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  1. Abstract Prior approaches to AS-aware path selection in Tor do not consider node bandwidth or the other characteristics that Tor uses to ensure load balancing and quality of service. Further, since the AS path from the client’s exit to her destination can only be inferred once the destination is known, the prior approaches may have problems constructing circuits in advance, which is important for Tor performance. In this paper, we propose and evaluate DeNASA, a new approach to AS-aware path selection that is destination-naive, in that it does not need to know the client’s destination to pick paths, and that takes advantage of Tor’s circuit selection algorithm. To this end, we first identify the most probable ASes to be traversed by Tor streams. We call this set of ASes the Suspect AS list and find that it consists of eight highest ranking Tier 1 ASes. Then, we test the accuracy of Qiu and Gao AS-level path inference on identifying the presence of these ASes in the path, and we show that inference accuracy is 90%. We develop an AS-aware algorithm called DeNASA that uses Qiu and Gao inference to avoid Suspect ASes. DeNASA reduces Tor stream vulnerability by 74%. We also show that DeNASA has performance similar to Tor. Due to the destination-naive property, time to first byte (TTFB) is close to Tor’s, and due to leveraging Tor’s bandwidth-weighted relay selection, time to last byte (TTLB) is also similar to Tor’s.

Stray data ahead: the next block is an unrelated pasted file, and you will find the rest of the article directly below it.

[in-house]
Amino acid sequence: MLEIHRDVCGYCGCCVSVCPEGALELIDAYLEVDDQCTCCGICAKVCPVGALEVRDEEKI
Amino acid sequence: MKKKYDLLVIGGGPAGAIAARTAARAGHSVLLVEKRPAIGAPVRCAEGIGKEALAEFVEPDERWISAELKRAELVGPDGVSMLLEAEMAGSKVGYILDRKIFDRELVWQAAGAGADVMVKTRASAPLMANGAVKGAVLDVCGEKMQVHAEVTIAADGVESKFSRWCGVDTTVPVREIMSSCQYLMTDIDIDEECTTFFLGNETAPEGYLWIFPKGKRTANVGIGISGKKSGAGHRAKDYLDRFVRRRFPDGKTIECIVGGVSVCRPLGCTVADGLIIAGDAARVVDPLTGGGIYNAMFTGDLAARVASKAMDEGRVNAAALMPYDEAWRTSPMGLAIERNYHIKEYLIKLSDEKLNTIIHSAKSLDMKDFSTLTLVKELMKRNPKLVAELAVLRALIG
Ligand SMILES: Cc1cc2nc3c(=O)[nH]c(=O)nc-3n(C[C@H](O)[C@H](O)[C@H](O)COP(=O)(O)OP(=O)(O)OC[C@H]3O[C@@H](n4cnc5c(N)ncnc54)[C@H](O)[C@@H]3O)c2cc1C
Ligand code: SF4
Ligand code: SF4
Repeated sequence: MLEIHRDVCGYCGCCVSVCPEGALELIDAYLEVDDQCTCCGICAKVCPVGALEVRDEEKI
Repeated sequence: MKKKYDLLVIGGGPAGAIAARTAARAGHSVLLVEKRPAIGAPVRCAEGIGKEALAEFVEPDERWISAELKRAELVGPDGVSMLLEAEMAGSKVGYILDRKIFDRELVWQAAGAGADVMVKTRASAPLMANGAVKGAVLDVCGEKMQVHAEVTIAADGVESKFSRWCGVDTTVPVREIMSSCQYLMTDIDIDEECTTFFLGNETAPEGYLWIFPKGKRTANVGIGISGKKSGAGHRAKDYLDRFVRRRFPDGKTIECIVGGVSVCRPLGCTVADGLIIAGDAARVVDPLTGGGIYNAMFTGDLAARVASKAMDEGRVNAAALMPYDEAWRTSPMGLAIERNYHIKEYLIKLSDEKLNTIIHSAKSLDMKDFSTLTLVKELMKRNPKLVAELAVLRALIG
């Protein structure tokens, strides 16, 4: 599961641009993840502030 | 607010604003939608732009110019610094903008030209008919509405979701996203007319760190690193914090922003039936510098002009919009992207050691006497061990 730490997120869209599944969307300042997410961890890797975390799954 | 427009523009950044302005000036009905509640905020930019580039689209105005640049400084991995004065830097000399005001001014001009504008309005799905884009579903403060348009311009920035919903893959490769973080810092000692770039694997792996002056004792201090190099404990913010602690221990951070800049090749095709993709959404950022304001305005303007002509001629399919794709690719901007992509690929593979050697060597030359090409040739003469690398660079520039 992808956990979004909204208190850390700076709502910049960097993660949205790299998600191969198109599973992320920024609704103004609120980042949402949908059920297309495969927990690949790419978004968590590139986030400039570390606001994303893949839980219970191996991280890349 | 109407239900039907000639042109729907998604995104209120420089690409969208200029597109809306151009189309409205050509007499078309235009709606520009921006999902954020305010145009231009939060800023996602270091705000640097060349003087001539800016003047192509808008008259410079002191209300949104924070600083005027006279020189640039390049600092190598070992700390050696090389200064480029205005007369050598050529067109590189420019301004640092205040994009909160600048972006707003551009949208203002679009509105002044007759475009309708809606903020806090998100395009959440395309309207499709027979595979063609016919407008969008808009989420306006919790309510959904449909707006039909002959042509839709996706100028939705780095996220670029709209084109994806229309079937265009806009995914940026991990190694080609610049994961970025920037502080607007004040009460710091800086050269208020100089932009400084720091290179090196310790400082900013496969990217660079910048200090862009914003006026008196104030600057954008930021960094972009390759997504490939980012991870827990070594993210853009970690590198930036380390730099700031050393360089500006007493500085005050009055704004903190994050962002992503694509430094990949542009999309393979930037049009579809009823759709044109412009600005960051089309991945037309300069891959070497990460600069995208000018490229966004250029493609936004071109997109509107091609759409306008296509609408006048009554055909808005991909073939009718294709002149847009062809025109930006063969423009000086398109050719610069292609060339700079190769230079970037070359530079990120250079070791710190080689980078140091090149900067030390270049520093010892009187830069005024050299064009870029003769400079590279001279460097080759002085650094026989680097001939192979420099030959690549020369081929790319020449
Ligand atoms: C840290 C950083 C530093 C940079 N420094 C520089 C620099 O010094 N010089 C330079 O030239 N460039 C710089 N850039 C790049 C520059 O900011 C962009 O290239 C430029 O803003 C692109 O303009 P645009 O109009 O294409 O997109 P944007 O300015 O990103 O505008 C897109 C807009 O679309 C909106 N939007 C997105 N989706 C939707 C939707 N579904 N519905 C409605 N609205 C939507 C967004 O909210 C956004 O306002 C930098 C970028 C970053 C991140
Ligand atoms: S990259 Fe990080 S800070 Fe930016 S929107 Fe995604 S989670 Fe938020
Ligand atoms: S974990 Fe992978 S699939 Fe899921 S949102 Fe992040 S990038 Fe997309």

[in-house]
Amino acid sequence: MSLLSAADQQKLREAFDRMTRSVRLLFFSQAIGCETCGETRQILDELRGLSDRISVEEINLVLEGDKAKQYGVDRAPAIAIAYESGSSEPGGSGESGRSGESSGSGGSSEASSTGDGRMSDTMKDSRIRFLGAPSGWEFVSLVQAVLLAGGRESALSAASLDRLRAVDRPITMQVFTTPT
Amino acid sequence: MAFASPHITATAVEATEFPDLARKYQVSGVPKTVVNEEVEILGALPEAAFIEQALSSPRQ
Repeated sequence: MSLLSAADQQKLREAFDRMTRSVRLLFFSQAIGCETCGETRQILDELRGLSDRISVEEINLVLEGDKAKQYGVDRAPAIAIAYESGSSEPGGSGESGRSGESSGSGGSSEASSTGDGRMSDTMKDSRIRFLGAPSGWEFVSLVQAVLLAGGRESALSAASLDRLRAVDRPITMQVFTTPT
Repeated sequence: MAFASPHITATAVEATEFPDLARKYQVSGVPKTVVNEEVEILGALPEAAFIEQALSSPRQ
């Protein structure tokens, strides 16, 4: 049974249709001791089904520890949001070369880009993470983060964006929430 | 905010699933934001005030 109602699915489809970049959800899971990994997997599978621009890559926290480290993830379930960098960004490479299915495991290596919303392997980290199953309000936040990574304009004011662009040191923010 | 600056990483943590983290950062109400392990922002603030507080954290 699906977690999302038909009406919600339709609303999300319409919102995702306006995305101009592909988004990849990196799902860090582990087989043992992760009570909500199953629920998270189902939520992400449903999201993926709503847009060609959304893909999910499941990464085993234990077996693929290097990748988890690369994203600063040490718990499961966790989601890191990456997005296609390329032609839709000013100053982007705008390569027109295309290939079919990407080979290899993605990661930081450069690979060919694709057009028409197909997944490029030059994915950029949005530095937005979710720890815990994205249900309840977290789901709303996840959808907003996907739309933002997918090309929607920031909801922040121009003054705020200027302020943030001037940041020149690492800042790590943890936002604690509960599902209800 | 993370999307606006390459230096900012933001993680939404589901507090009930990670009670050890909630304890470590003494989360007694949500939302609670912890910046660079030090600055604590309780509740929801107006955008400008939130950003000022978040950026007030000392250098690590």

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  2. Sybil attacks present a significant threat to many Internet systems and applications, in which a single adversary inserts multiple colluding identities in the system to compromise its security and privacy. Recent work has advocated the use of social-network-based trust relationships to defend against Sybil attacks. However, most of the prior security analyses of such systems examine only the case of social networks at a single instant in time. In practice, social network connections change over time, and attackers can also cause limited changes to the networks. In this work, we focus on the temporal dynamics of a variety of social-network-based Sybil defenses. We describe and examine the effect of novel attacks based on: (a) the attacker's ability to modify Sybil-controlled parts of the social-network graph, (b) his ability to change the connections that his Sybil identities maintain to honest users, and (c) taking advantage of the regular dynamics of connections forming and breaking in the honest part of the social network. We find that against some defenses meant to be fully distributed, such as SybilLimit and Persea, the attacker can make dramatic gains over time and greatly undermine the security guarantees of the system. Even against centrally controlled Sybil defenses, the attacker can eventually evade detection (e.g. against SybilInfer and SybilRank) or create denial-of-service conditions (e.g. against Ostra and SumUp). After analysis and simulation of these attacks using both synthetic and real-world social network topologies, we describe possible defense strategies and the trade-offs that should be explored. It is clear from our findings that temporal dynamics need to be accounted for in Sybil defense or else the attacker will be able to undermine the system in unexpected and possibly dangerous ways. 
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